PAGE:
Escapes and Introductions — Seafish

Atlantic Halibut

Hippoglossus hippoglossus

Escapes and Introductions

Еscapees from aquaculture facilities can potentially impact on habitats and species in the receiving water bodies. Problems could occur due to competition, potential disease transfer, establishment of non-native species, interbreeding with wild populations, and impacts on sensitive habitats1, 2. In addition, escapes represent a financial loss to farmers, so it is in their interest to prevent them as much as possible.

The potential of fish escaping the farming enclosures is usually higher in ‘open’ culture systems, such as net-pen farms.

Escapes of Atlantic halibut within its native range (where they are presently farmed) have not historically been considered an issue, however there is now concern that escaped reared fish may interbreed with wild fish and produce offspring with compromised genetic integrity/reduced fitness1. Escapes from halibut farms do occur, e.g. nearly 7,000 halibut escaped from a Scottish fish farm in 20133. However, the limited evidence available indicates that farmed halibut survive poorly in the wild, restricting potential impacts. In 2006, Atlantic halibut stocks released by vandals from a Scottish farm were subsequently found dead along the sea shore in large numbers4, 5. This incident illustrates the importance of farm security systems to deter and prevent sabotage.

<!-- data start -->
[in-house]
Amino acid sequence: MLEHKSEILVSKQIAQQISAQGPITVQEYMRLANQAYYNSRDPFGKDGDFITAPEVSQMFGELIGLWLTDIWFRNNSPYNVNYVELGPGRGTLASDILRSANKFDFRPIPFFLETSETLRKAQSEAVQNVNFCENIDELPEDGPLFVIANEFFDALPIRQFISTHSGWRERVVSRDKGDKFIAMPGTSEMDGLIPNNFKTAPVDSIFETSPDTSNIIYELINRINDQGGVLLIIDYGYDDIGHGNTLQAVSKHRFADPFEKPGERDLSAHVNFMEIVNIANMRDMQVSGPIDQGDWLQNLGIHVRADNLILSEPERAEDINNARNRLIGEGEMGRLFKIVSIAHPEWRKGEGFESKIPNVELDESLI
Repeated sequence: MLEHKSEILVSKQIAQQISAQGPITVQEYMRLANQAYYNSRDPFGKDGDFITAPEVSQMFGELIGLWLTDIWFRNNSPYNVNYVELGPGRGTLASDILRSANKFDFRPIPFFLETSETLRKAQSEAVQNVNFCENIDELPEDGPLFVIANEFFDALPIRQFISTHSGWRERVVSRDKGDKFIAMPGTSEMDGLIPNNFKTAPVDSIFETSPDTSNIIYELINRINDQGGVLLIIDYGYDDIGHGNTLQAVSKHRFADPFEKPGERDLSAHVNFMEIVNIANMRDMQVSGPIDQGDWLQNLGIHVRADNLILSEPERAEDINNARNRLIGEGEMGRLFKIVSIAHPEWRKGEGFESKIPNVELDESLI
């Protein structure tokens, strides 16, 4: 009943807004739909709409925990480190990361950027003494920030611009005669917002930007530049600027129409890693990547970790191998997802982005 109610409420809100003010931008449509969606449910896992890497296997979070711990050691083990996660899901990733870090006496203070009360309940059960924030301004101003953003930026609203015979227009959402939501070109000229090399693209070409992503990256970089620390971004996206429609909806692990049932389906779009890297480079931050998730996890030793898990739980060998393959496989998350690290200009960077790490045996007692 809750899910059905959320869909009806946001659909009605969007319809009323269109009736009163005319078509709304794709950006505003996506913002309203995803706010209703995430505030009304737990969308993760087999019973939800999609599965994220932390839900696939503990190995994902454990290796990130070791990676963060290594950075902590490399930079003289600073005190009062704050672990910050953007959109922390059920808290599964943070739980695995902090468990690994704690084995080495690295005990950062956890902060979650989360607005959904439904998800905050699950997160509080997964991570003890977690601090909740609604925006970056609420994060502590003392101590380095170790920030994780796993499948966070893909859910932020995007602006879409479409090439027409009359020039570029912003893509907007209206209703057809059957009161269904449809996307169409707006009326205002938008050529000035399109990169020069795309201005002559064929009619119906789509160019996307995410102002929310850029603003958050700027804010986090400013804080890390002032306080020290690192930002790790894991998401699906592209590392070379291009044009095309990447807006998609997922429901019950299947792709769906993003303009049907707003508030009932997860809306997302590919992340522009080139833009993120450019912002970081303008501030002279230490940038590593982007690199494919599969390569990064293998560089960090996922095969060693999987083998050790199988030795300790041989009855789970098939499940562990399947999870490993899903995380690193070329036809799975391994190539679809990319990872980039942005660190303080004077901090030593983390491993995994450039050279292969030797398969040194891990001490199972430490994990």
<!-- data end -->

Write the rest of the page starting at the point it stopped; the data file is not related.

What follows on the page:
The use of on-shore systems (RAS and PAS) significantly limits the potential for escapees. However even though unlikely, escapement is still possible through outlets in flow-through systems e.g. due to accidental release of fertilised eggs, larvae or market-size fish during handling and sorting in proximity to outlets2.

To reduce escape risks farms should have trapping devices such as screens and grills on all water inlets, outlets and drainage channels that are suitably sized to match the size of the stock. These screens should be regularly inspected, maintained and such actions recorded. Rearing facilities should be of adequate size and standard, able to retain stocks during periods of flood and regularly inspected and maintained. There should be no intentional release of stock from the farm.

When Atlantic halibut are farmed in the marine environment, containment systems should comply with the latest technical engineering standards which reduce the risk of escapees. Authorities can ensure that new Atlantic halibut facilities apply for the appropriate licence or permit and should provide evidence that containment systems will prevent escape and escapees will not establish.

Many accreditation procedures for other marine species (e.g. Atlantic salmon) require the presence of farming standard operating procedures (SOP) that incorporate an escape risk assessment. In addition, there should be evidence of farm staff capacity and capability, including training of staff prior to starting work and regular subsequent training to understand and address risks from escapes and follow the defined SOP. Such an approach is also recommended for Atlantic halibut farming, even if agreed technical standards are not in place for such a niche species.


  1. Cook, E.J et al, 2007. Non-Native Aquaculture Species Releases: Implications for Aquatic Ecosystems. Chapter 5 in Aquaculture in the Ecosystem, pp155-184
  2. ICES
  3. Scottish Government
  4. The Times
  5. BBC News